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Greatest Salesman book

The book really should be called 10 big fat giant nuggets that will make you a better person and show you how to accomplish whatever it is you want in life while keeping the proper perspective and treating others with the love and respect they deserve. But that was probably a little too long for a book title so Og Mandino titled his book The Greatest Salesman in the World.

It’s unfortunate that the word salesman is in the title because I am certain that zillions of people who could have benefited massively from the lessons in the book never read it because they thought it was for salesman. The book was published first in 1968 and has sold in excess of 50 million copies around the world. The picture above is my current copy. As you can see, it is held together by duct tape (which is also my go-to for any type of home repair). This is the fifth copy I have had, and like this one, I read the other ones until they completely fell apart. A new copy is in my future but not quite yet.

I first started reading this book in 1990, and I have been reading from it pretty much daily since. Yup, that is 26 years of reading from the same book, and yet each time I read from it, some things jump out at me as if I am reading for the first time. Needless to say (but I’m saying it anyway) this book has had a profound impact on my life. This month I am reading from the chapter on persistence. This is one of my favorite chapters, and I believe one of the chapters that adequately defines my approach to any pursuit in my life. “Childish swipes” resonates deeply with me and comes from this sentence:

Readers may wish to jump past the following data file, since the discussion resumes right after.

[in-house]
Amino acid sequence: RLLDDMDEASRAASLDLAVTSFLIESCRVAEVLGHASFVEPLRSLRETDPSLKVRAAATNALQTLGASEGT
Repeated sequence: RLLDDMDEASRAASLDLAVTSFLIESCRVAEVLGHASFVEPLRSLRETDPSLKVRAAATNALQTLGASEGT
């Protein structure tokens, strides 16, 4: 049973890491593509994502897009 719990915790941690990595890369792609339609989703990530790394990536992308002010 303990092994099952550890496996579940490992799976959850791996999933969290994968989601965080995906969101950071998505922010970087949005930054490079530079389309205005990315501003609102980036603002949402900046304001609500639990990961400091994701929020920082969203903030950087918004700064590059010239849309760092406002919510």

“from childish swipes the oak will eventually tumble.”-Og Mandino

I can picture a child with an axe sloppily swiping at an oak tree with little to no technique or skill. Yet after even one swipe the child can notice a tiny nick in the oak and is then encouraged to swipe at it again. After swiping at the tree steadily, the child begins to develop a little more technique. The swipes become true swings. After still more swings, the child starts to understand how to better use his/her body to put more power in the swing. After a bit longer the child begins to see a substantial cut in the tree and this renews the vigor and intensity. In time, what started as a childish swipe becomes the final powerful perfected swing that fells the 150 foot tree and the child stands back and gazes triumphantly on what has been accomplished.

The child is me and you. For me, I have never been a fast learner. For many years I struggled with low self-confidence. So at best, when I began something I took a half-hearted, low expectation swipe at my endeavors. But as I grew as a person and matured in my understanding of what success required, I learned to keep swiping until I could start swinging. And then I would just keep swinging and swinging.

Now? I know that swinging and swinging without ceasing can carve any mountain of my dreams. It is only a matter of defining what mountain to tackle, identifying the tools to use, and beginning the process.

You don’t need fret over what you don’t know yet when you are facing a pursuit of the heart, you just need to find a way to take the first childish swipe. From that point forward, as you keep swiping away, you will grow into the skills you need to reach the goal.

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